Band-X Exits IP Market

Sells IP transit business to Arbinet to focus on voice, but the sale has left a bitter taste in one exec's mouth

September 28, 2004

2 Min Read
Band-X Exits IP Market

One of the survivors of the bandwidth exchange business, Band-X Ltd., has finally sold its IP transit business to Arbinet-thexchange for $4 million in cash (see Arbinet Buys Band-X Biz).Arbinet, currently preparing for an IPO, will inherit contracts with 196 customers and nine IP capacity suppliers linked to Band-X's systems in New York, London, and Edinburgh and add them to its "data on thexchange" business launched in July.

But while Band-X and Arbinet are upbeat about the transaction, the deal has left the head of another service provider in need of anger management classes. Pan-European carrier Interoute Telecommunications Ltd. says it came close to acquiring the Band-X IP business earlier this month, reportedly for a price higher than $4 million, but was spurned at the last minute.

It's fair to say that Interoute executive chairman James Kinsella is far from happy.

"Band-X is a crappy little company, and you can quote me on that," he told Light Reading. [Ed. note: Thank you, Sir. We have taken you up on your kind offer.]

"I'm happy that deal didn't happen," Kinsella added. "All we wanted was their technology. We'll develop it ourselves now."

Band-X chairman Richard Elliot says he can't talk about any interaction with Interoute, saying only that what is left of his company is now focusing on the wholesale and managed voice market. "We're focused now on providing managed interconnect and outsourced switching services. Basically, we're distributing traffic to, and absorbing traffic from, the BT network to facilitate call termination for TDM and VOIP traffic."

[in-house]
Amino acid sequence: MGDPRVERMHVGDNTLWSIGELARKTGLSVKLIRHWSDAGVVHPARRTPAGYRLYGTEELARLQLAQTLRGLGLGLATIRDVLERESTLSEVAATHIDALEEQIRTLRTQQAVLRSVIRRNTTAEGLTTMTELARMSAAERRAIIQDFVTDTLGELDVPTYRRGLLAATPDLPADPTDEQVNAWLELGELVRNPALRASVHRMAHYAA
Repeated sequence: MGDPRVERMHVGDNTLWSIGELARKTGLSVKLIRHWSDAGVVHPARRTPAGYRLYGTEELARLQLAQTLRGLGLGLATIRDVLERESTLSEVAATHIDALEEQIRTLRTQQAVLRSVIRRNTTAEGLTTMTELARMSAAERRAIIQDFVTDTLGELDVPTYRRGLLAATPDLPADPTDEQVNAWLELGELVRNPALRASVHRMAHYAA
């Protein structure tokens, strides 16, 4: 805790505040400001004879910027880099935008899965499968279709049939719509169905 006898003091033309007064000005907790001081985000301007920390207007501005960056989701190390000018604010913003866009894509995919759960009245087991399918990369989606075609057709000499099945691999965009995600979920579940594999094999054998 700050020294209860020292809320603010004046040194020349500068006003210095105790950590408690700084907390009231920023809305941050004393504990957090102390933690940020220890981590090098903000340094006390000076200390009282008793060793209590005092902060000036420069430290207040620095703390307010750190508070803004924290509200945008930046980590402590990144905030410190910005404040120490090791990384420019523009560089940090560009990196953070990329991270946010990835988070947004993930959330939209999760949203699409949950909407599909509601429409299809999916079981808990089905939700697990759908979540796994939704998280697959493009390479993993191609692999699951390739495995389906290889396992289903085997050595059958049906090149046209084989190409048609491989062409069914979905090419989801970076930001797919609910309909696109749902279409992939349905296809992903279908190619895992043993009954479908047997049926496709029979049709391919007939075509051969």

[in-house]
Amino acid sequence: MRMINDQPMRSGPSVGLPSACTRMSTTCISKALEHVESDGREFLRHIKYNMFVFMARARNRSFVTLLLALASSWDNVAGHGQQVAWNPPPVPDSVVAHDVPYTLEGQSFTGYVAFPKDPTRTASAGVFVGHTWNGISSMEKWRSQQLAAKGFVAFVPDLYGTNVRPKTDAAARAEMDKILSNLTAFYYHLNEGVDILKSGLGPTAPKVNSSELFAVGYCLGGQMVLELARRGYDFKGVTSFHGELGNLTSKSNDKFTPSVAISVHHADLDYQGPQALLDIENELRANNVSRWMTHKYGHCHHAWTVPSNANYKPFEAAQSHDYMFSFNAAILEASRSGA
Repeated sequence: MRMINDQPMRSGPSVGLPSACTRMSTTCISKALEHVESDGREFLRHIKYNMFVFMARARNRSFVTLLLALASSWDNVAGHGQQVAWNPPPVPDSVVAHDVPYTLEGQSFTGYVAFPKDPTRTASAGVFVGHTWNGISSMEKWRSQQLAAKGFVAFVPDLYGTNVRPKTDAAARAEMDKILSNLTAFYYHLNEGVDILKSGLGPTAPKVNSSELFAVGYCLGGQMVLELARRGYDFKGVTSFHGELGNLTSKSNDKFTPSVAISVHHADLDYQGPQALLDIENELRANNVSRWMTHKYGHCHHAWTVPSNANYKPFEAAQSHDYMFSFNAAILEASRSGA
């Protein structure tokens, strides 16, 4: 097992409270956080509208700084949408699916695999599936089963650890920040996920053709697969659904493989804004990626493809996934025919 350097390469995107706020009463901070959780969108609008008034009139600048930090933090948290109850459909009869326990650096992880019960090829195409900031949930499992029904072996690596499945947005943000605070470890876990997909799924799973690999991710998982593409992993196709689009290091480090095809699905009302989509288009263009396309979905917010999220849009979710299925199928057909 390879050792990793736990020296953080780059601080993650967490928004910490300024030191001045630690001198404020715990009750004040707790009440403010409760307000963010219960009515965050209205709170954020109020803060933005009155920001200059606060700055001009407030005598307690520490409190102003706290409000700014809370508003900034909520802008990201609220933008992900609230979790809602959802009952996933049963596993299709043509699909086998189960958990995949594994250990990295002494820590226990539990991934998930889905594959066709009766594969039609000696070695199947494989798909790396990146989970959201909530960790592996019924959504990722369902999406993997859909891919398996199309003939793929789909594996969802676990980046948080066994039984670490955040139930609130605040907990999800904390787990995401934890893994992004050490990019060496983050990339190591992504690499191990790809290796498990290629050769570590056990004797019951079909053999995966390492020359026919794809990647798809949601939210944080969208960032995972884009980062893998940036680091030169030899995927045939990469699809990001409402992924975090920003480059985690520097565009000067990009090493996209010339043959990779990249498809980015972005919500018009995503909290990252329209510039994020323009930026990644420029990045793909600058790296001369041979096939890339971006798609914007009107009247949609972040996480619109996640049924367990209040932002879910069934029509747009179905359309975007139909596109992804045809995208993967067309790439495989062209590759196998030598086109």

He says the IP unit accounted for about 5 percent of Band-X revenues, and that the disposal, which sees seven staff transfer to Arbinet, leaves the company with 55 staff, debt free, and with a strong balance sheet.

At current rates, Arbinet now has an IP transit business with revenues of between $3 million and $4 million. In a filing with the Securities and Exchange Commission (SEC), Arbinet notes: "In July 2004, the members of our exchange for Internet capacity, together with the customers of Band-X, purchased $270,000 and 2,059 megabytes of Internet capacity."

Arbinet, which broke even on revenues of $38 million in 2003, has not yet revealed details of its planned IPO, which would see it list on the Nasdaq with the ticker symbol ARBX.

In the late 1990s and 2000, bandwidth exchanges were all the rage, with companies such as Enron, Ratexchange, and the Asia Capacity Exchange, as well as Band-X entering the market. Now Arbinet is the sole specialized provider, though it seems Interoute may have some interest in entering at least the crappy European market.

— Ray Le Maistre, International News Editor, Light Reading

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